The story revolves around the misadventures of Cole, a failed smuggler and second rate crook. Not only does he owe money to a particularly nasty bounty hunter named Kenneth, his girl friend has just dumped him for his sidekick, and his space ship has just been turned to dust for his failure to pay his docking fees. In order to get away from it all, specifically Kenneth who has offered to lay his eggs in Cole's brain in lieu of payment, he steals a fellow, far more successful, crook's ship and in the process inherits its current mission: transporting a colony of freeze dried orphans to Yernameer, the last unbranded planet in known space.
Everything, from the bullet about to kill you to the crook who fired it at you, is sponsored by somebody. Some items — like the guns that shoot the bullets — even come with little messages telling you how proud they are to be sponsoring this event and how wonderful a job their product is going to do in killing you. Hence, the attraction of the last unbranded planet to those who wish a return to simpler times, or who are on the run from the law or other types. However, Cole and his clients are in for a rude surprise when they arrive on Yernameer, as its not just happy settlers who have come to this final outpost on the edge of the frontier. It turns out the universe's nastiest gang of inter-species outlaws have crash landed here and are about to start making life miserable for those living in the one town on the planet.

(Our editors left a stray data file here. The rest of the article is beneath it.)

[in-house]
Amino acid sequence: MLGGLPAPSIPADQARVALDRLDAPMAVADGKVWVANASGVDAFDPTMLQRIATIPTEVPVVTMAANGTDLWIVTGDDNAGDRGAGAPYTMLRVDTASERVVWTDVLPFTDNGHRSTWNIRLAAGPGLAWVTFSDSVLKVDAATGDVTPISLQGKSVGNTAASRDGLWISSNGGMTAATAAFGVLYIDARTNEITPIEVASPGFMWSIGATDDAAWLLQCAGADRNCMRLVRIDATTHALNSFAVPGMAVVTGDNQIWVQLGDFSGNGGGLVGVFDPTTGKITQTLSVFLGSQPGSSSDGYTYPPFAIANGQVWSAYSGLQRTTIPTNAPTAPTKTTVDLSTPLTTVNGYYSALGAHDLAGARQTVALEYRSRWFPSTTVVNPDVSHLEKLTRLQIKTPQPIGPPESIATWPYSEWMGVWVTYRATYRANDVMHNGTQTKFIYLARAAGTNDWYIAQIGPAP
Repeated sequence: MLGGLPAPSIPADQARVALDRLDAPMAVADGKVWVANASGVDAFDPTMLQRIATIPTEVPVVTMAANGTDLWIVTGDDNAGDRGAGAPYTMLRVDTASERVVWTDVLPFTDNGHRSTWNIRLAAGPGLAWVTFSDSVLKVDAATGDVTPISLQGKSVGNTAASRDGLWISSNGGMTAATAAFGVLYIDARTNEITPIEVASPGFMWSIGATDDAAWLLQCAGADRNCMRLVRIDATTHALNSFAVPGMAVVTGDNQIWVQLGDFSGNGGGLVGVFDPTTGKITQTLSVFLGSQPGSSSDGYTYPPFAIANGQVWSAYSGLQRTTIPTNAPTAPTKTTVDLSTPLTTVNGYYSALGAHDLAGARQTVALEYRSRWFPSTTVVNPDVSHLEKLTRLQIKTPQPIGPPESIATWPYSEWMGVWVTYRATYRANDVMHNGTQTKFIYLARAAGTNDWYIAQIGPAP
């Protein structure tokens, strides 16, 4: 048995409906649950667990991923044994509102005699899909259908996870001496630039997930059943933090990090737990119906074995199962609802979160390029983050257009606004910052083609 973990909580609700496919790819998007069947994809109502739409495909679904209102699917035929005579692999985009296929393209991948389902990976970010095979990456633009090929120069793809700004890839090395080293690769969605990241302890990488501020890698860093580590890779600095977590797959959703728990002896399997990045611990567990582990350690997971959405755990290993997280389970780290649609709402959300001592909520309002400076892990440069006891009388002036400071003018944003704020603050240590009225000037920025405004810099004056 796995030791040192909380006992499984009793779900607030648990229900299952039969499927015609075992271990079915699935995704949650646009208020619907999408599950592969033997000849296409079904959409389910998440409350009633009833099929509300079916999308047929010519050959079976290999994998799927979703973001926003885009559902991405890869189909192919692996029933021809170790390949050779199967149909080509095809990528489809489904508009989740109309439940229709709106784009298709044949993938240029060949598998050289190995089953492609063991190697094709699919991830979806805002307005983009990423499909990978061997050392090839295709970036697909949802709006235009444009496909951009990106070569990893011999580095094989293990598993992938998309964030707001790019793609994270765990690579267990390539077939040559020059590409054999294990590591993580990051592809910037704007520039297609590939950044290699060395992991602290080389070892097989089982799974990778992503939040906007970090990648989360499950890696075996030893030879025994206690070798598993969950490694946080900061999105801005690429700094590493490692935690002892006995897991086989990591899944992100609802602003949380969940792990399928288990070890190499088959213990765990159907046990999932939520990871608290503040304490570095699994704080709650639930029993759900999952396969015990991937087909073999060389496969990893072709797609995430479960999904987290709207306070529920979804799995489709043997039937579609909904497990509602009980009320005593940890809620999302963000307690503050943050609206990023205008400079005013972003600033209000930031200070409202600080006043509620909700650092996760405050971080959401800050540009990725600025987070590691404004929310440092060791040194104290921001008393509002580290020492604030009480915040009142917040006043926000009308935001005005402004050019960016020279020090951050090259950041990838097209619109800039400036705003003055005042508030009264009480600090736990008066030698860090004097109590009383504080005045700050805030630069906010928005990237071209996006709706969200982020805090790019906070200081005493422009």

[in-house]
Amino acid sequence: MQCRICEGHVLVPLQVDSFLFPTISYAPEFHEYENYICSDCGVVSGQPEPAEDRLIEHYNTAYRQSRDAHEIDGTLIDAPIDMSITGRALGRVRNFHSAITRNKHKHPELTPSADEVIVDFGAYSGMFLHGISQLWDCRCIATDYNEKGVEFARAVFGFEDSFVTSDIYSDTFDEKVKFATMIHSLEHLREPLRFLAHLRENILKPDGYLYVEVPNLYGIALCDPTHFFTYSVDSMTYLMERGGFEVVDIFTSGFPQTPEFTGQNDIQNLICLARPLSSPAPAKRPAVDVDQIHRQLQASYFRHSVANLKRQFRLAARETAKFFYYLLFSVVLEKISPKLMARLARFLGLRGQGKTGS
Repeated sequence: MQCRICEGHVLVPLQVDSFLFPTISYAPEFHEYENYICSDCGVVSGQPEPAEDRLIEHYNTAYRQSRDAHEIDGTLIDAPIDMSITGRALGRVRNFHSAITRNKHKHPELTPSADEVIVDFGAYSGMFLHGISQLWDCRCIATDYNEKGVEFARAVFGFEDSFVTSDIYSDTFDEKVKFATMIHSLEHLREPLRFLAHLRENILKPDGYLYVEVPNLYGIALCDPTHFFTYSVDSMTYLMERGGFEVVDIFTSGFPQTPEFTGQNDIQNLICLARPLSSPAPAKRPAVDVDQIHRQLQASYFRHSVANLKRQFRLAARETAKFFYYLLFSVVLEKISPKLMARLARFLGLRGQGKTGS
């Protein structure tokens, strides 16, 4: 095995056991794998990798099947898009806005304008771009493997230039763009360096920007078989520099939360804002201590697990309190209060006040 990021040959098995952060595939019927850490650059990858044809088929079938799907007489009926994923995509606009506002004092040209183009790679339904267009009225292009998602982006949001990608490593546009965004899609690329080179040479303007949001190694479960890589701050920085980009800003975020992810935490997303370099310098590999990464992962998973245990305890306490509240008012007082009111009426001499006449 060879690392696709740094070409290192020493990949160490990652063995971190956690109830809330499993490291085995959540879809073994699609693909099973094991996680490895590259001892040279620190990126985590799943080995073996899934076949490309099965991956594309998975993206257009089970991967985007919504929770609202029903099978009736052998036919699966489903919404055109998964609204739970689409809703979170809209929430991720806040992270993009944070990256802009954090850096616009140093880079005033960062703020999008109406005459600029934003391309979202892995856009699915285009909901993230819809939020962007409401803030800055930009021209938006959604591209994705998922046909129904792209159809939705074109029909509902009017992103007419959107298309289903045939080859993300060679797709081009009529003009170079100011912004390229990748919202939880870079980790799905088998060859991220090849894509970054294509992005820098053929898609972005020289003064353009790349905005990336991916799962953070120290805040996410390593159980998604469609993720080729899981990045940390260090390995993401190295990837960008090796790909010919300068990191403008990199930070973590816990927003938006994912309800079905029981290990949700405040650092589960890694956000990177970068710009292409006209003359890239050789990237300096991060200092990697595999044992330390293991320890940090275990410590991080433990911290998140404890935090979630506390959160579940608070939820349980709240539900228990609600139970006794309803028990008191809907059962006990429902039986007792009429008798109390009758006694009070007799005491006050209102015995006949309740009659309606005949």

When Cole does a Dorothy and lands his spaceship on a band of the outlaws delivering an ultimatum to the townsfolk, it's decided he's the one to protect the settlement from the bad guys and he's made sheriff. Which, in spite of his best intentions otherwise, he somehow manages to do. Even Kenneth showing up looking to do some nesting doesn't change matters, and Cole stumbles through to the end a winner and a loser all at once. While Cole's character is likable enough, in a he's-really-pathetic sort of way, everything about him and his adventures has a strong air of deja-vu written all over it. Even though some of the scenarios might be original, there's the constant feeling of, I've-read-this-before permeating the whole book.